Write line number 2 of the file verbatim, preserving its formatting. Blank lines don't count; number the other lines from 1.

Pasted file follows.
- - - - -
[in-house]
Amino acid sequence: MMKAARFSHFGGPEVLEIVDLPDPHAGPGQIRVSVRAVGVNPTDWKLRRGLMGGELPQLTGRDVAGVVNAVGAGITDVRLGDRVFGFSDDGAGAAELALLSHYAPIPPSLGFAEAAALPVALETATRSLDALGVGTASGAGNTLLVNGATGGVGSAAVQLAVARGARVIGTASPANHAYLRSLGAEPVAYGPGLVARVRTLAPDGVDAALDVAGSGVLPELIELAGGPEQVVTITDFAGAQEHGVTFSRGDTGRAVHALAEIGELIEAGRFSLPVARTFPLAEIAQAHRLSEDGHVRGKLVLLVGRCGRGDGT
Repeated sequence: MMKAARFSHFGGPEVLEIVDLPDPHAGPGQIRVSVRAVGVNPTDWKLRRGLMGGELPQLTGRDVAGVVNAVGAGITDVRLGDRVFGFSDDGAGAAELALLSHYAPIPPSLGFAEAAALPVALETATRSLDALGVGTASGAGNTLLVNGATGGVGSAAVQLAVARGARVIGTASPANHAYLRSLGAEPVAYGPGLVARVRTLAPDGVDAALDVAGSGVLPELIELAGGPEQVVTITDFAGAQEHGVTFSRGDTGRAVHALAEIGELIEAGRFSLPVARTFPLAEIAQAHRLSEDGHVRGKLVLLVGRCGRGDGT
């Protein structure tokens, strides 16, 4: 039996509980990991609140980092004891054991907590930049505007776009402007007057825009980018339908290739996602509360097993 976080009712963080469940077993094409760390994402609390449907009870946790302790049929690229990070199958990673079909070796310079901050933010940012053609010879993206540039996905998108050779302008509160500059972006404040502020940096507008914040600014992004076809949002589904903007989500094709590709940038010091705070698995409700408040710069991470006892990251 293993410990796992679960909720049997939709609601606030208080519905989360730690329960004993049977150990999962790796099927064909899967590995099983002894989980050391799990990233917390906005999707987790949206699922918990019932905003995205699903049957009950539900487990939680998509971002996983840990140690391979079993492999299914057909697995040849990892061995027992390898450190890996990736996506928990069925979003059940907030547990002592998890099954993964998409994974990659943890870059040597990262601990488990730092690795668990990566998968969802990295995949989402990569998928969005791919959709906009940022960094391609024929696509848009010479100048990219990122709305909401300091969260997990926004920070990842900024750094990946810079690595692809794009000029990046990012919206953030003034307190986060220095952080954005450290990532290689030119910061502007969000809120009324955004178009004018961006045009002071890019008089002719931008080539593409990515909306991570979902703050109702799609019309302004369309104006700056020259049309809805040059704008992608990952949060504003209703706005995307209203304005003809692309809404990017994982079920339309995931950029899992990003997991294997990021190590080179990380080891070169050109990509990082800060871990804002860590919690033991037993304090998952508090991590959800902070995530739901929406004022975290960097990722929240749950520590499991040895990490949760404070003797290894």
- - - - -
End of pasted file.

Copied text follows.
Amino acid sequence: MMKAARFSHFGGPEVLEIVDLPDPHAGPGQIRVSVRAVGVNPTDWKLRRGLMGGELPQLTGRDVAGVVNAVGAGITDVRLGDRVFGFSDDGAGAAELALLSHYAPIPPSLGFAEAAALPVALETATRSLDALGVGTASGAGNTLLVNGATGGVGSAAVQLAVARGARVIGTASPANHAYLRSLGAEPVAYGPGLVARVRTLAPDGVDAALDVAGSGVLPELIELAGGPEQVVTITDFAGAQEHGVTFSRGDTGRAVHALAEIGELIEAGRFSLPVARTFPLAEIAQAHRLSEDGHVRGKLVLLVGRCGRGDGT